Recently I received a response to a blog post about shared teacher workspace. The comment, from a teacher at a private school, casually mentioned that they have a no-venting policy at their institution – that venting about a student is considered the same as talking about them behind their back.
I was flabbergasted.
But, getting together with peers and talking about students is a teacher staple! It’s up there with drinking too much coffee and saying “Face the front!”
In all seriousness, this policy was a shocker. But, when I gave it more thought, and did some research, the idea wasn’t as bizarre as it first seemed.
First, I found an article on Psychology Today. The article acknowledged that venting had healthy properties. For instance, venting is helpful in releasing pent-up negative emotions. However, the positives are counterbalanced by a number of significant concerns:
- Venting gives the venter the false sense of achieving something – it feels like problem-solving, but really isn’t
- When you vent often, you get better and better at it and that will only lead to more anger in the future when encountering similar situations
Fortune.com has this to say about venting in the workplace:
- “The average employee either vents or hears someone else vent about four times a day, according to Kristin Behfar, a professor of business administration at the University of Virginia’s Darden School of Business.”
- “The worst thing a listener can do, the researchers found, is agree with an angry co-worker. ‘When you feed the flame, it burns longer,’ says Brad Bushman, an anger expert at Ohio State University’s School of Communication. ‘Listeners who agree are just keeping angry feelings alive when the key is to let them die.’”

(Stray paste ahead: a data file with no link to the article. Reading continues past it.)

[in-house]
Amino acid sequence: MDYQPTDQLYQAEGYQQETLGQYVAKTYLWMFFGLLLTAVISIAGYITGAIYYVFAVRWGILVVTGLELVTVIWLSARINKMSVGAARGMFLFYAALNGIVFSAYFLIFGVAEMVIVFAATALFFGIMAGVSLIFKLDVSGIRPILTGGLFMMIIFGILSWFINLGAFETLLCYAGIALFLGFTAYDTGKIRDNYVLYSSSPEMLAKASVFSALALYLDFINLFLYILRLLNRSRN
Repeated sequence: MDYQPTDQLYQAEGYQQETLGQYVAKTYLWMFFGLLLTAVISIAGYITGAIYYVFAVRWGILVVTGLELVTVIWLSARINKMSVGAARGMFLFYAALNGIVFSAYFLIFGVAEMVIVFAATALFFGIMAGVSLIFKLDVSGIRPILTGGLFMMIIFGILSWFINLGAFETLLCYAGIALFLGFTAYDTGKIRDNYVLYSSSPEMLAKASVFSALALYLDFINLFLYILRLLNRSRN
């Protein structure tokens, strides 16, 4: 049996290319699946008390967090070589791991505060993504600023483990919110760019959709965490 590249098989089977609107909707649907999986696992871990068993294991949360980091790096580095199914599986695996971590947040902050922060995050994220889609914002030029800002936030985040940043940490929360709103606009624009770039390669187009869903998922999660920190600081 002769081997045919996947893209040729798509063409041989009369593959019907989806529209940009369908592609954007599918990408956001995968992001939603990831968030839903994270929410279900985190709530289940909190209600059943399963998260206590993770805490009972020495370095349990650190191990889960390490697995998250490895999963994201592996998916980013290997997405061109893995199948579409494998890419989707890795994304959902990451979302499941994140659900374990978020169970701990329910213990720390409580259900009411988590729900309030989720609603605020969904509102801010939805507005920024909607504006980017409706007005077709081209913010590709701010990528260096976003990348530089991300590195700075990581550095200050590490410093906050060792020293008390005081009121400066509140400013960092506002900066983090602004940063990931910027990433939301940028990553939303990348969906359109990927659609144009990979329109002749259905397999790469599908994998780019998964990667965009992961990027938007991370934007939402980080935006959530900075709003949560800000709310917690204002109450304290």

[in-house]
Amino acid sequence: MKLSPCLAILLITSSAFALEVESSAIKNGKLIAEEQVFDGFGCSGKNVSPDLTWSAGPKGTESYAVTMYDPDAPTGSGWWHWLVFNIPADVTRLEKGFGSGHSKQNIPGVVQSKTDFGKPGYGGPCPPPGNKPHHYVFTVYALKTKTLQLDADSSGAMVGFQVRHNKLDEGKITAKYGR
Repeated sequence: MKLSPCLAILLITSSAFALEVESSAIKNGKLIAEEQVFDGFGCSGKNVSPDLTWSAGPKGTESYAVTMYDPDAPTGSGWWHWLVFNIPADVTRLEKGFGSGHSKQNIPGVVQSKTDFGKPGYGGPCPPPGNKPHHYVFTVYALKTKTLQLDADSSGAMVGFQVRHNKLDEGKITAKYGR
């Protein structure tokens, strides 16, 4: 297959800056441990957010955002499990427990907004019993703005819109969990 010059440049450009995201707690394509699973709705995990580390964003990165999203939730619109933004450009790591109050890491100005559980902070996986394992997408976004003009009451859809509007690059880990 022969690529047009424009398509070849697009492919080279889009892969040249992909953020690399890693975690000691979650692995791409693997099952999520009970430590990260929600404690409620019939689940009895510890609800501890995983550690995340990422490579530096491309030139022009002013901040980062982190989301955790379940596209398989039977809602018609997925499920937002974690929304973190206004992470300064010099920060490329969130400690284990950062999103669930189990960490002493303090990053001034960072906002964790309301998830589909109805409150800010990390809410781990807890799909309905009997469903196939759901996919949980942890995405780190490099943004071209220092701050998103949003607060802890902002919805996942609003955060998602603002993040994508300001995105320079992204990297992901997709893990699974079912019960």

Venting in a school environment is a sacred cow that deserves more scrutiny. The teacher who initially introduced me to the no-venting philosophy, later clarified their school’s position by saying there was no actual ban on venting. But, venting was strongly linked to the concept of student respect.
“We have a strong culture of respect at my school in the way we talk about students, even when they’re not around, and check each other on it often. Processing emotions/talking things out is one thing, but a positive culture in your school should keep it in check so the students are respected even when they’re not in the room.”
And this is certainly an important point – genuinely voicing frustrations is one thing, but when it drifts into bully-like behavior, then a line has to be drawn. Having said that, I have been teaching for a long time and I have yet to encounter a teacher who crossed from venting into abject disrespect.
What is far too common is the frustration I have felt when particular students come up again and again in conversation and then nothing changes – there is never a discussion of fixes or solutions. Venting needs to be coupled with problem-solving strategies to ensure that whatever situation is generating the vexation is successfully addressed. We need to move forward and get off the ceaseless treadmill of merely complaining.
What are your thoughts on venting? We would love to hear from you!